Things to do on Phu Quoc are as numerous and varied as the people who come here. It seems like every twist and turn on the back roads offer new attractions. I love this place. Phu Quoc beaches were on my mind when I woke up really early; a combination of fresh air and a clear head I suppose. It was still dark when I stumbled from my slumbers and there was exploration to be done. I had planned out a route that would take me to some of the really great beach areas on the island. However, what was on my mind at 6.00am and what I ended up doing were two entirely different things.
Riding a motorbike on the island sone of the best things to do on Phu Quoc, it’s a really pleasant experience. I would however, add a footnote that really inexperienced riders might struggle. The main roads have trucks whizzing past at unsuitable speeds and some of the tiny, sandy tracks need a bit of getting used to. Balancing is not easy if you are not used to riding. Always make sure your left hand mirror in particular is well trained on the road behind. The trucks and buses do generally honk their horns to announce their presence, but it’s better to be forewarned, than startled whilst a couple of feet away from turning truck wheels.
I set off in search of the the north eastern “scenic route” which is marked on most maps. Its a great drive with stunning ocean vistas just about all the way. Within 15 minutes of my hotel I was on it. Well when I saw on it, I wasn’t sure at first. They are building a new bridge and the start of the route isn’t the most welcoming sight that has ever greeted me.
Bai Vung Bau (Vung Bau Beach)
The first beach I came across was Vung Bau, no more than a tablecloth sized spit of sand with gorgeous water. A few resorts have been crammed onto the edges. The smaller Bamboo Cottages are cute and worth a look, the much more upmarket Vung Bau Resort somewhat dominates. I called at at the Wild Beach Resort for breakfast but the scarcest breakfast menu I have ever seen left me with a Caphe Da and nothing else. Bread and butter for VND59,000, I mean really?
Continuing on, the coastal road, takes tourists round the back of the soon to be developed giant resorts and the already completed Vinpearl Land Amusement Park. This would be a quite spectacular road, terrific on a motor bike. However it is now closed as the giant resort developments get underway. Traffic has to make a right turn along a newly built and seriously rough gravel road, back on to the main drag by the new Grand World development. This was a major disappointment as I had been told that the scenic route was one of the best things to do on Phoc Quoc, on a motorbike. As I had covered all this route yesterday. A rethink was in order.
Duong Dong is one of the best things to do on Phu Quoc
I decided to switch back completely and take a look at the main town on the island, Duong Dong. First glance was not encouraging as the main route through is just a collection of tired looking businesses and shops. However a quick meander off to the right, brought me to the wildest and most difficult to navigate street market I have ever seen. My hired motorbike stalled as soon as I came off the gas, and with everything moving at less than walking pace it was a difficult balancing act between throttle and brakes. I must have worn through a set of brakes in the 20 minutes it took me to go about half a kilometre.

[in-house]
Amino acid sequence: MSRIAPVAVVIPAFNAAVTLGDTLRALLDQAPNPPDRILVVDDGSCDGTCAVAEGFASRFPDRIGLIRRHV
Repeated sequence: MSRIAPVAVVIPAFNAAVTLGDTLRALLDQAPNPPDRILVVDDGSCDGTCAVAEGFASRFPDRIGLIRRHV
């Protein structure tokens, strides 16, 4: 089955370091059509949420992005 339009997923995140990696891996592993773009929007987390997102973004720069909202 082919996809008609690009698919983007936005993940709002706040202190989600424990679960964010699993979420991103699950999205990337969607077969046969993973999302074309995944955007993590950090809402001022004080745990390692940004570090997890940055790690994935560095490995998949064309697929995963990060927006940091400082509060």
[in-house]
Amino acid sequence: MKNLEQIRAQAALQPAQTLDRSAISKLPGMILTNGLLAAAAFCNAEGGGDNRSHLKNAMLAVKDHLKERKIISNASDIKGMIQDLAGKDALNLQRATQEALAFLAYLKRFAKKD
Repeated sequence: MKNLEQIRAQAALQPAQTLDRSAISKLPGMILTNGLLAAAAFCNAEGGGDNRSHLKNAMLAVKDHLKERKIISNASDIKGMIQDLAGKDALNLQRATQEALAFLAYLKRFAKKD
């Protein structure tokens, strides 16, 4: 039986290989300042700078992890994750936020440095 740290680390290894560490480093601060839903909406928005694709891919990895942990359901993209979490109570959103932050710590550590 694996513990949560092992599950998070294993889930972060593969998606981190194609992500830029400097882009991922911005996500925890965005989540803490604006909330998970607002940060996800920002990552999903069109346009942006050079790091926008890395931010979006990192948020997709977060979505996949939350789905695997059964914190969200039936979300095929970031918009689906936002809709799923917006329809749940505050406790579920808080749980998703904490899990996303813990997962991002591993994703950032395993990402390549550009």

Once clear of the market I followed the road round and came upon the harbour. I loved this, the boats bobbing around in the water, people strolling along taking the air and people going about their business. At last another real piece of the island and one of the truly great things to do on Phu Quoc.
I paused for a while and soaked it all in, then spotted a small ice cream, parlour and cafe called Buddy’s. A perfect spot for breakfast. It was only 10.00am and I had done over 100 km (62 miles) already.
After breakfast I rode round to the river and came across so much of interest that I made a snap decision, I could go back to my dreary accommodation in the hills and check out; so I did. A few hours later, I had checked into a guest house, showered and was raring to go again. My new room did not have random wild life, it had hot water, soap and even shampoo, my God, from the living dead to the land of the living in a few short hours, isn’t life wonderful.
I went for a walk and stumbled upon what was clearly a Cao Dai temple in the same street as my accommodation. The Thanh That Temple is really quite odd, its entrance door also carries the legend “Tor Tranh Tay Ninh”; clearly a reference to the main Cao Dai temple in Tay Ninh, Ho Chi Minh City. There is not much written about it and the solitary old lady monk who was banging the temple gong didn’t have a word of English. A bit of research eventually turned up the fact that it was consecrated in 2008. It is painted as if by Picasso on acid, as is the want of Cao Dai adherents.
I spent a few moments then walked into the next street to be greeted by a long row of bars and restaurants, gearing up for the evenings activities. These are apparently new restaurants next to the river and the fishing boats moored here afforded some nice photo opportunities. It was time to find a restaurant, have a rest and see what other excellent things to do on Phu Quoc I could find.